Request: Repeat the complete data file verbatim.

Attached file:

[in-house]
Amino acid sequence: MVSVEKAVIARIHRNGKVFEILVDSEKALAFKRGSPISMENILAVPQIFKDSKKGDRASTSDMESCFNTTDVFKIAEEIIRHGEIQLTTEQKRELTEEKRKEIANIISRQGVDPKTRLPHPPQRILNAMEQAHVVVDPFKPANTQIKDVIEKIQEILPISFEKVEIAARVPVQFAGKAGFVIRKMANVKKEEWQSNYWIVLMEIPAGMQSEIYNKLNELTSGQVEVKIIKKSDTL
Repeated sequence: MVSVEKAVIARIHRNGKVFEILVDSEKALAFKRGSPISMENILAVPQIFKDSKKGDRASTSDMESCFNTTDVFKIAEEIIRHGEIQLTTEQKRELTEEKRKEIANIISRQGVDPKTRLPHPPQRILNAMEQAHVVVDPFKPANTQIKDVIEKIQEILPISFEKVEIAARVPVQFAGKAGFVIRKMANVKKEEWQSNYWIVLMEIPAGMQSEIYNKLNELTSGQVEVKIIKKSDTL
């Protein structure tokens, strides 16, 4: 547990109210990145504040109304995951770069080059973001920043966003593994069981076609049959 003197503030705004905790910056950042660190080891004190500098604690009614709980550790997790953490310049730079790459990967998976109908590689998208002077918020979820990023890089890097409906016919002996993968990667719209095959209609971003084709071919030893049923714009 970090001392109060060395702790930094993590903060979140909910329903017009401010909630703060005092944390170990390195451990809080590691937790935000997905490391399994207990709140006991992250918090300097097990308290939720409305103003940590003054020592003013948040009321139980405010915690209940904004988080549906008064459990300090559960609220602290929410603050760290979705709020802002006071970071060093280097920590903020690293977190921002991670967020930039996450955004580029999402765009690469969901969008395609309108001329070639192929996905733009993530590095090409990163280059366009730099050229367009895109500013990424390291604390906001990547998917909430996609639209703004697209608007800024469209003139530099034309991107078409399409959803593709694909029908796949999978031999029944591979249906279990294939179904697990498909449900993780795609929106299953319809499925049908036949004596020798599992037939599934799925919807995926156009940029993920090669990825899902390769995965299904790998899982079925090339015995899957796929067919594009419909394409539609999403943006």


[in-house]
Amino acid sequence: MVSVEKAVIARIHRNGKVFEILVDSEKALAFKRGSPISMENILAVPQIFKDSKKGDRASTSDMESCFNTTDVFKIAEEIIRHGEIQLTTEQKRELTEEKRKEIANIISRQGVDPKTRLPHPPQRILNAMEQAHVVVDPFKPANTQIKDVIEKIQEILPISFEKVEIAARVPVQFAGKAGFVIRKMANVKKEEWQSNYWIVLMEIPAGMQSEIYNKLNELTSGQVEVKIIKKSDTL
Repeated sequence: MVSVEKAVIARIHRNGKVFEILVDSEKALAFKRGSPISMENILAVPQIFKDSKKGDRASTSDMESCFNTTDVFKIAEEIIRHGEIQLTTEQKRELTEEKRKEIANIISRQGVDPKTRLPHPPQRILNAMEQAHVVVDPFKPANTQIKDVIEKIQEILPISFEKVEIAARVPVQFAGKAGFVIRKMANVKKEEWQSNYWIVLMEIPAGMQSEIYNKLNELTSGQVEVKIIKKSDTL
């Protein structure tokens, strides 16, 4: 547990109210990145504040109304995951770069080059973001920043966003593994069981076609049959 003197503030705004905790910056950042660190080891004190500098604690009614709980550790997790953490310049730079790459990967998976109908590689998208002077918020979820990023890089890097409906016919002996993968990667719209095959209609971003084709071919030893049923714009 970090001392109060060395702790930094993590903060979140909910329903017009401010909630703060005092944390170990390195451990809080590691937790935000997905490391399994207990709140006991992250918090300097097990308290939720409305103003940590003054020592003013948040009321139980405010915690209940904004988080549906008064459990300090559960609220602290929410603050760290979705709020802002006071970071060093280097920590903020690293977190921002991670967020930039996450955004580029999402765009690469969901969008395609309108001329070639192929996905733009993530590095090409990163280059366009730099050229367009895109500013990424390291604390906001990547998917909430996609639209703004697209608007800024469209003139530099034309991107078409399409959803593709694909029908796949999978031999029944591979249906279990294939179904697990498909449900993780795609929106299953319809499925049908036949004596020798599992037939599934799925919807995926156009940029993920090669990825899902390769995965299904790998899982079925090339015995899957796929067919594009419909394409539609999403943006």